The Supreme Court of South Carolina offers South Carolina paralegal certification, but as mentioned, it’s not a requirement to work as a paralegal. The Supreme Court’s program for paralegal certification in South Carolina is completely voluntary. Completing the program is likely to give paralegals a leg up against the competition when applying for jobs. The State Bar administers the program. Successful completion of the program lets future employers know that a paralegal has completed all of the stringent requirements of the state and that the paralegal is fully prepared to assist lawyers at their firm.
While the Supreme Court of South Carolina’s paralegal certificate is one option for the equivalent of a South Carolina paralegal license, it’s not the only option that paralegals in South Carolina have to be taken seriously by future employers.
Other paralegal certification South Carolina online options include:
- The National Association for Legal Support Professionals Certified Professional Paralegal Program: This program requires that students sit for an exam in order to get their certification. Prior to applying for permission to take the exam, students must have at least five years of experience working as a paralegal (legal assistant work also counts toward the five-year experience requirement). Paralegals interested in this certificate also must have a bachelor’s degree, but the degree does not need to be in legal studies. In order to take this exam, students must have graduated from an ABA-approved program.
- The National Association of Legal Assistants Certified Paralegal Credential: This widely-recognized paralegal credential requires applicants to take an exam on federal law. The exam is split into a knowledge section and a skills section. Eligibility to sit for the exam is determined by the applicant’s education and/or experience.
- The American Alliance of Paralegals Certified Paralegal Program: This program does not require students to take an exam in order to become certified. Students must submit their education and experience in order to be considered for the certificate. Candidates must have at least five years of experience in order to be eligible for the certificate.
Many paralegal certification South Carolina online programs allow students to learn fully on their own time, making it easy to get the equivalent to a South Carolina paralegal license without ever walking into a classroom. This can also be an ideal option for paralegals who are interested in working while they’re completing their education. It’s key to remember that many employers want paralegals who have experience, and this can be easier to accomplish if you decide to get your education and work at the same time. Some paralegals are even able to apply to and get hired for a full-time position at the firm where they worked part-time or interned while they were going through their paralegal studies.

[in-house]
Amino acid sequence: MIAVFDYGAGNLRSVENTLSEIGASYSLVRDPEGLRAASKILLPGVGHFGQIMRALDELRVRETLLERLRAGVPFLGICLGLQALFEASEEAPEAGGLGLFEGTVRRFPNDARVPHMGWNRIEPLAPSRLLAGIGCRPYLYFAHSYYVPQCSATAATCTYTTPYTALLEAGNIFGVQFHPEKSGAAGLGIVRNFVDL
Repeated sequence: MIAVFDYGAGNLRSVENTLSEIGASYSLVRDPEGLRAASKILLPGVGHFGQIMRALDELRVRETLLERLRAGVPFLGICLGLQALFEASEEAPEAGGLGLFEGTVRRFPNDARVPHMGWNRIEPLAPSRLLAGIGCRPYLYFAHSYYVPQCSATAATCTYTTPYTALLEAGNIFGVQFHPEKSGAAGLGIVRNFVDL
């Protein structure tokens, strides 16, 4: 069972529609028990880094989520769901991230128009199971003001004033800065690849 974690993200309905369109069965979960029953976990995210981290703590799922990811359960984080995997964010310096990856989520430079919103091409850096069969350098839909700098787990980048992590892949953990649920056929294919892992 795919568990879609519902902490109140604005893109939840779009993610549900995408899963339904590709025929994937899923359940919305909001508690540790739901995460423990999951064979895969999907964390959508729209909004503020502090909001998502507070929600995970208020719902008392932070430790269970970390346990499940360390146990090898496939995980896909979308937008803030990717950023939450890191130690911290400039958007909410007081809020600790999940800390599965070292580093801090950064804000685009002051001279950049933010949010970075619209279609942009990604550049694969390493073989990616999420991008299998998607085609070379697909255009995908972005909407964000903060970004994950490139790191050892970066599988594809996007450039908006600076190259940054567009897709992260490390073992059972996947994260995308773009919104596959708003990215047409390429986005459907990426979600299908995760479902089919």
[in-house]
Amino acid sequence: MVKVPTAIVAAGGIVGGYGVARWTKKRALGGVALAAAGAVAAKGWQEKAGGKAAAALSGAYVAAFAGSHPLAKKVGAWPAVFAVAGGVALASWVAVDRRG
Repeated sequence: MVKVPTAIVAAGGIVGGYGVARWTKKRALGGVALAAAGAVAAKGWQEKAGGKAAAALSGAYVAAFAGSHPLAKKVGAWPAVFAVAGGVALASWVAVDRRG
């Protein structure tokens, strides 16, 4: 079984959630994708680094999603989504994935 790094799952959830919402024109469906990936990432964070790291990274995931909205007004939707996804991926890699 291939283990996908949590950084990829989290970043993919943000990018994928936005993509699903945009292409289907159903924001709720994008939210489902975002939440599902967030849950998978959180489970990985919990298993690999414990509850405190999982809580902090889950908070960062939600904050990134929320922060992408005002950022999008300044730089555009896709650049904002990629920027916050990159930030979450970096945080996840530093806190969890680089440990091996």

Job Market and Salary
According to the U.S. Bureau of Labor Statistics, the national average salary for paralegals in the United States is $52,920 per year or $25.44 per hour. The national average expected growth for the paralegal profession in the United States from 2020-2030 is 12%, which is higher than the average growth rate for other jobs. This means that it’s likely that paralegals who are going through school now will not have a problem finding a job in the coming decade. Of course, it’s important to remember that many factors go into getting a job offer, such as education, certification, and work history.
In 2017, the average South Carolina paralegal salary was about $49,000 per year, which is a little bit less than the average national salary. It’s important to remember that the average national salary considers salaries from areas with both high and low costs of living. If you live in one of the many areas of South Carolina with a lower cost of living than other areas of the country, you may find that the average South Carolina paralegal salary is more than enough to make a comfortable living. If you choose to live in an area of South Carolina with a higher cost of living, you may be pleasantly surprised to find a higher average salary for paralegals. Professionals in the paralegal profession in the Charleston area, for example, have an average South Carolina paralegal jobs salary of about $1,000 higher than the average salary for South Carolina as a whole.
You’ll also want to consider how much of your salary will be spent paying back student loans when deciding whether it’s worth it to move forward with a paralegal education as you consider whether searching for South Carolina paralegal jobs is the right fit for your future. If you’re able to take advantage of employer tuition assistance and can finish your paralegal program without hefty student loans, you may have an easier time living the lifestyle that you want on a lower salary.
It’s estimated that the need for paralegal jobs in South Carolina will increase by about 9% between 2014 and 2024. While this number is slightly lower than the expected increase for all paralegal jobs in the United States, it’s still above average when compared to the average increase for all professions in the United States. If you’re currently learning more about paralegal education, or you’re working to complete your paralegal education, it’s likely that it will be simple for you to find South Carolina paralegal jobs when you graduate and/or get your certificate.
If you’re thinking about going into the paralegal field, you’re likely to find that you have many job opportunities for years to come. Working as a paralegal is hard, detail-oriented work that pays off. Working as a paralegal can be a good way to get your foot in the door at a law firm at which you’d eventually like to work as a lawyer one day. Whether you’re interested in going to law school and sitting for the Bar exam one day or you’d rather enjoy a career supporting lawyers in helping clients get justice as a paralegal, earning your paralegal certification, or completing a paralegal education program can help you work toward your long-term career goals.